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Black cherry

(Prunus serotina)

Other Names:

black cherry, wild black cherry, rum cherry, or mountain black cherry

Range:

Family:

Rosaceae Rose family

Identifying characteristics:

Growth Type:

A Deciduous tree.

Height:

Can grow up to 100' tall

Leaves:

The simple lanceolate leaves are 2,5" - 5.5" long. They have serrated edges, with a shiny green top, and pale green underside. The midrib of the underside of the leaf has small rust colored hairs. The petioles are usually to 1 inches long and bear two glands near the base of the leaf.

Stem/Trunk:

For the first 10 or so years of its life, the bark of the black cherry resembles that of the birch species, and is thin and striped, with white banding and eyes. As the black cherry matures, it can easily be identified in a forest by its very broken, dark grey to black bark, which has the appearance of very thick, burnt potato chips (an easy way to remember this is Burnt Potato Chips = Black Cherry).

Root:

The subterranean roots are an excellent source of useful medicine.

Flower:

Season:

Late Spring

Appearance:

The flowers are small 1/4" 1/2" in diameter, with five white petals and about 20 stamens. There are about 40 fragrant flowers on each raceme.

Seed/Fruit:

The fruit is a drupe, about 1/2" in diameter, green to red at first, and then ripening to black; it is usually astringent and bitter when eaten fresh, but also somewhat sweet. The fruit hangs in clusters below the branch.

Miscellaneous characteristics:

N/A

Habitat:

Riversides, wet areas, dry areas, forest edges, along railroads, dry open woodlands, pine barrens, and swamps

Parts Used:

Fruit, Bark, Roots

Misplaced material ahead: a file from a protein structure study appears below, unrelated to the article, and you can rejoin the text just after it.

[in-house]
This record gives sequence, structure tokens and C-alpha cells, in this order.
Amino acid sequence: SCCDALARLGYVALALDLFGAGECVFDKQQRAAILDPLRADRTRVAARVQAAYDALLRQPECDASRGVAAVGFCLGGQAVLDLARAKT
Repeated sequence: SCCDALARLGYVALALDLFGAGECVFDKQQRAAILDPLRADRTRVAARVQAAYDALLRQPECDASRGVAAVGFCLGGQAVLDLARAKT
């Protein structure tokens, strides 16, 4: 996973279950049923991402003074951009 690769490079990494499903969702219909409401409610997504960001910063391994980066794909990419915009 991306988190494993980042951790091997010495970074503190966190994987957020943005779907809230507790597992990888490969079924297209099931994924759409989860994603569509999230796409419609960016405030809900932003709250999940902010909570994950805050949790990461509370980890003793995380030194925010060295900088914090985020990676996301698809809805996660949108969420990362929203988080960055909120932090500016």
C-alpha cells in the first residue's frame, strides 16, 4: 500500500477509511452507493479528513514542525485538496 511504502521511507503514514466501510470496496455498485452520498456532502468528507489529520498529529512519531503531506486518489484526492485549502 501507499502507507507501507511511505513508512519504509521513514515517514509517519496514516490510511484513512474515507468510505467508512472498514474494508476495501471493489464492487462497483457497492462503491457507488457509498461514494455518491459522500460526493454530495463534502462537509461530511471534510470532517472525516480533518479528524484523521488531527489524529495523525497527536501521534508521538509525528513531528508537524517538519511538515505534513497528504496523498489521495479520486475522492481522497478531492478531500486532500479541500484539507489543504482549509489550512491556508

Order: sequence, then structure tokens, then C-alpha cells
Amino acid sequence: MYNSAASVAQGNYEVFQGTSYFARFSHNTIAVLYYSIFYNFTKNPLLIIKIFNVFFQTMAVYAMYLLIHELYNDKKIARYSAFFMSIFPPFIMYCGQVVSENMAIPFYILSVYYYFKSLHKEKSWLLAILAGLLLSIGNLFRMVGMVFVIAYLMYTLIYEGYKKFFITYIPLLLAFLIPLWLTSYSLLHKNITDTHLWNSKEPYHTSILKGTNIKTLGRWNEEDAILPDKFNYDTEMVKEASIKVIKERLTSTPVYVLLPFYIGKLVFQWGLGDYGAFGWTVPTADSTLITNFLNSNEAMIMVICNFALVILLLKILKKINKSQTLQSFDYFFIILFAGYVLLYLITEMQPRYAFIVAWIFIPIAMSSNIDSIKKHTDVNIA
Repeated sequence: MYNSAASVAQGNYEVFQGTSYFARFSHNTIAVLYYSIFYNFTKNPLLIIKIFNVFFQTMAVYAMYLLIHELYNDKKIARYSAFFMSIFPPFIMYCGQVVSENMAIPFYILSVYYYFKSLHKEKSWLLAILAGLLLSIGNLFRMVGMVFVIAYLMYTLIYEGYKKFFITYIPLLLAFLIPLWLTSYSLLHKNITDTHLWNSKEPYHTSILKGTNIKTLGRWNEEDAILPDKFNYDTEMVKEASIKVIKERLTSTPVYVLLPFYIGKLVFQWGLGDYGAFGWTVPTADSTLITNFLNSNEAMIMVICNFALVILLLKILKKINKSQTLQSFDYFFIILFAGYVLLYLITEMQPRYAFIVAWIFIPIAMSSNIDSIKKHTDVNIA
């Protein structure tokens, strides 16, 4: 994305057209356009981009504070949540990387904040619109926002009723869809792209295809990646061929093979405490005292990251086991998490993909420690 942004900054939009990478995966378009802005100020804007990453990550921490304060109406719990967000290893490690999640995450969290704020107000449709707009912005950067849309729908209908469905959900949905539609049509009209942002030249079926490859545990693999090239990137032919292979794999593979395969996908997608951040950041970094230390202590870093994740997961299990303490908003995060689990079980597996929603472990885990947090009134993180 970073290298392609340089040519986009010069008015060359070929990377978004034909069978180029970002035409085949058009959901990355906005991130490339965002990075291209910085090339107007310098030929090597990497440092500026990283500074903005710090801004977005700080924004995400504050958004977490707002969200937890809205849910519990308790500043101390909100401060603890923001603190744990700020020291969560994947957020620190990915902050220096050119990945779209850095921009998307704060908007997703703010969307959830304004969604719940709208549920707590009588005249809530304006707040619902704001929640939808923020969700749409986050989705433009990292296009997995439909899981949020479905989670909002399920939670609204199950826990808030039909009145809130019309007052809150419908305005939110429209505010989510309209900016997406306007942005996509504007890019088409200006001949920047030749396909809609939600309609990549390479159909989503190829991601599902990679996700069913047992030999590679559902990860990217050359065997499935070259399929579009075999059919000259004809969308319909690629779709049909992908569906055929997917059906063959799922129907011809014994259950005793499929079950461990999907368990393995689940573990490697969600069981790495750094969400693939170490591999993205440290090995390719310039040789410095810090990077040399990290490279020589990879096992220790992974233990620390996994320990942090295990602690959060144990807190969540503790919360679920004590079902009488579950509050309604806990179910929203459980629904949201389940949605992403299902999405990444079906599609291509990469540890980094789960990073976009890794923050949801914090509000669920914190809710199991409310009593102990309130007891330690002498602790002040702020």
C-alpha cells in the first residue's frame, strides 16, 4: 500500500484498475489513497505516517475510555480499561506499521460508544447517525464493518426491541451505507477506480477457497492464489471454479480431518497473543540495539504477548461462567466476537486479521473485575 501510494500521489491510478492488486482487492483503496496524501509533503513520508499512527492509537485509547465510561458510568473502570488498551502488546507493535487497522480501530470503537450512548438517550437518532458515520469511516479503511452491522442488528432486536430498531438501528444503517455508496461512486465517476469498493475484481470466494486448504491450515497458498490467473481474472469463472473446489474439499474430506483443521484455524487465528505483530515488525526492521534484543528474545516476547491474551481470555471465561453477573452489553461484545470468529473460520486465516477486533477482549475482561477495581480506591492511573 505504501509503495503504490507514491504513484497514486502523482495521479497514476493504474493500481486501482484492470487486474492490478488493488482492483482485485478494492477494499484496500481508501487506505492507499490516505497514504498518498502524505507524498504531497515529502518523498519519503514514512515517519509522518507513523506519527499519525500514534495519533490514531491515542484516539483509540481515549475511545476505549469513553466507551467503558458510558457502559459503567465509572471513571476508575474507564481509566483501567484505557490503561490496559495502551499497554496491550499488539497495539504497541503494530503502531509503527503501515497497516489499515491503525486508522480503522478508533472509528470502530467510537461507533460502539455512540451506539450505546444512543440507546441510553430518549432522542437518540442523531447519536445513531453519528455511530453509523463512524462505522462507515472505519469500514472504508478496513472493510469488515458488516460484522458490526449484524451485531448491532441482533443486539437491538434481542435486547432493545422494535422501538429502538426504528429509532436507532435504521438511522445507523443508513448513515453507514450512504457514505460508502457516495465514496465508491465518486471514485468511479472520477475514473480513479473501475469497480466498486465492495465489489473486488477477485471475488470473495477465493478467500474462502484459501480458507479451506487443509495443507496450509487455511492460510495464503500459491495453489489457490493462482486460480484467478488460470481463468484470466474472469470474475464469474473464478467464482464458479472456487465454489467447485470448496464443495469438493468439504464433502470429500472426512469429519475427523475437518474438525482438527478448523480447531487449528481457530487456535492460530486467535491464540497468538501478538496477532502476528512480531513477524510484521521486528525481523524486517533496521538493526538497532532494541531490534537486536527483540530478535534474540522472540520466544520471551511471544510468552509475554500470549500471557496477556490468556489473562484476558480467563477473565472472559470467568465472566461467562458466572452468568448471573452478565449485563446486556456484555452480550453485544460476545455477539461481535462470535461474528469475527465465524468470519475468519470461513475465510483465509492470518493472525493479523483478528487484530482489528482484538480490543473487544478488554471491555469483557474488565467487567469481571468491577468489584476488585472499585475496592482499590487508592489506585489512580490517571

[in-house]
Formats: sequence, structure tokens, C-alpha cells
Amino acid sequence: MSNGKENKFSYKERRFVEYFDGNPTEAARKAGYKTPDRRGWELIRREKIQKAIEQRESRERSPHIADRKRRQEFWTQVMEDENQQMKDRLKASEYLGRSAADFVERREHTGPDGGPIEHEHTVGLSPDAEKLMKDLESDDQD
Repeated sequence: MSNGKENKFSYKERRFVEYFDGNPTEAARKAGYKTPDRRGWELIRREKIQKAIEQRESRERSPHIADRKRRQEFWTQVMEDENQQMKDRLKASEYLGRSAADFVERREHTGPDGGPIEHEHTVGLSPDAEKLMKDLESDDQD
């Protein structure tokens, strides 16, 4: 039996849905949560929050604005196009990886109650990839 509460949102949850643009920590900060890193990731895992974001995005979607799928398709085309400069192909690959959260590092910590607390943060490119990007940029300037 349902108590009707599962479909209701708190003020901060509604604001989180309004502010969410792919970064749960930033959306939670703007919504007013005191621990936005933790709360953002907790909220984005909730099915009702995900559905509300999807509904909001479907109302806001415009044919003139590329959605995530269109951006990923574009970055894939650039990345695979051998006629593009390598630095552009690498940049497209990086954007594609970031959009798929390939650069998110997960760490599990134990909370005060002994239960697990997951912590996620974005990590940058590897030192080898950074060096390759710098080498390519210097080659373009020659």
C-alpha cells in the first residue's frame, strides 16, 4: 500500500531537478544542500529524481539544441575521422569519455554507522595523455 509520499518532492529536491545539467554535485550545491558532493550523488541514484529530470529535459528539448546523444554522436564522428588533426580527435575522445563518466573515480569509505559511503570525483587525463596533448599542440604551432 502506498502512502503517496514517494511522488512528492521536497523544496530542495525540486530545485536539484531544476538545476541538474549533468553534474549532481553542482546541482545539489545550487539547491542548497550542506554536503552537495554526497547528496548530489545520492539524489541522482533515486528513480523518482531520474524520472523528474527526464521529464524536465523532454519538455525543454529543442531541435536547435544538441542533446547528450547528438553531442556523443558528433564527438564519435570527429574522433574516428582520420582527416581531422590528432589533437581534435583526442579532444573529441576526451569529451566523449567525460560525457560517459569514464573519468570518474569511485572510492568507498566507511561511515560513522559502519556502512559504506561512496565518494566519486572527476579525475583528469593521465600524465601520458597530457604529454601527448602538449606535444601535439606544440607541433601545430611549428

Uses:

Wild Food Uses:

The fruit can be eaten fresh, or made into jams, preserves, juice. Historically the fruit was dried and used throughout the year. Native Americans pounded the entire berry, including the pit, and used them throughout the year. It was a staple for many native tribes. It is very good added to pemmican. You can also pour pureed, or pounded fruit, onto cookie sheets and dry in a sunny location to make chokecherry leather. As the fruit dries, the astringent qualities subside, making it much more palatable.

The following text is meant for informational purposes only. It is not meant to diagnose or treat any illness or injury. Always consult with a physician or other qualified medical care provider concerning the diagnosis and treatment of any illness or injury.

Medicinal Uses:

The roots and bark have been used as an astringent, an appetite stimulant (bitter), a blood tonic, and a sedative. Modern herbalists use chokecherry to relieve chest congestion and lung disorders. It is also a very effective expectorant. The roots of the plant have more medicinal qualities than the inner bark of the limbs and trunk. It is also said that an infusion of the bark can be used to soothe pink eye.

Medicinal Actions:

Astringent, Bitter, Sedative, Tonic

This photo courtesy of Wikimedia Commons.

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Revised: 05/11/16 Living Afield